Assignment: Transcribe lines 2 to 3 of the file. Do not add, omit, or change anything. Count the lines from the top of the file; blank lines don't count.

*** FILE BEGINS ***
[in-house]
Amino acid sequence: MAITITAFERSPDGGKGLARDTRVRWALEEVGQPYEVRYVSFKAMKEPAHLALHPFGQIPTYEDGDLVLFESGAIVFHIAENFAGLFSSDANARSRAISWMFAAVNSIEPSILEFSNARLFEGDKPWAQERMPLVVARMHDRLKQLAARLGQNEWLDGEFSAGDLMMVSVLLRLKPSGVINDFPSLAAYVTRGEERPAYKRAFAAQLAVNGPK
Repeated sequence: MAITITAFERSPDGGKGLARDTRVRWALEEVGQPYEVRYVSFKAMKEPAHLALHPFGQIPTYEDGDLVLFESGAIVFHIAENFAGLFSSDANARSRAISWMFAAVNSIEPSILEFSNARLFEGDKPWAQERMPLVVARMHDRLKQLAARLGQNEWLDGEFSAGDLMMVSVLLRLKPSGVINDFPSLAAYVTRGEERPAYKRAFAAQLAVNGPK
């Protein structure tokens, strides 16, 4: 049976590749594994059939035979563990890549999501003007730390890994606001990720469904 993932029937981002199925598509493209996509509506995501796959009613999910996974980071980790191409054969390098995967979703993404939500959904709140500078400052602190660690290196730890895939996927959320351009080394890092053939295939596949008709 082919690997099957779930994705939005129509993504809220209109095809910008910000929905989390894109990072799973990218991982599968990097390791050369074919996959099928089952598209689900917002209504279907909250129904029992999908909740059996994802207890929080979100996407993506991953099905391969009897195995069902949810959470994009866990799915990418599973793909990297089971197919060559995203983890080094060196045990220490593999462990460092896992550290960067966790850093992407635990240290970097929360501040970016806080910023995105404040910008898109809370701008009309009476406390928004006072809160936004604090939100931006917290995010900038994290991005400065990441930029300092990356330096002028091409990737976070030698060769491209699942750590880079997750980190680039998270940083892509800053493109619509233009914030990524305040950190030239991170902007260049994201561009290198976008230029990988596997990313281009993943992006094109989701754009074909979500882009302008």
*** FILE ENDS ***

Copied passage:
Amino acid sequence: MAITITAFERSPDGGKGLARDTRVRWALEEVGQPYEVRYVSFKAMKEPAHLALHPFGQIPTYEDGDLVLFESGAIVFHIAENFAGLFSSDANARSRAISWMFAAVNSIEPSILEFSNARLFEGDKPWAQERMPLVVARMHDRLKQLAARLGQNEWLDGEFSAGDLMMVSVLLRLKPSGVINDFPSLAAYVTRGEERPAYKRAFAAQLAVNGPK
Repeated sequence: MAITITAFERSPDGGKGLARDTRVRWALEEVGQPYEVRYVSFKAMKEPAHLALHPFGQIPTYEDGDLVLFESGAIVFHIAENFAGLFSSDANARSRAISWMFAAVNSIEPSILEFSNARLFEGDKPWAQERMPLVVARMHDRLKQLAARLGQNEWLDGEFSAGDLMMVSVLLRLKPSGVINDFPSLAAYVTRGEERPAYKRAFAAQLAVNGPK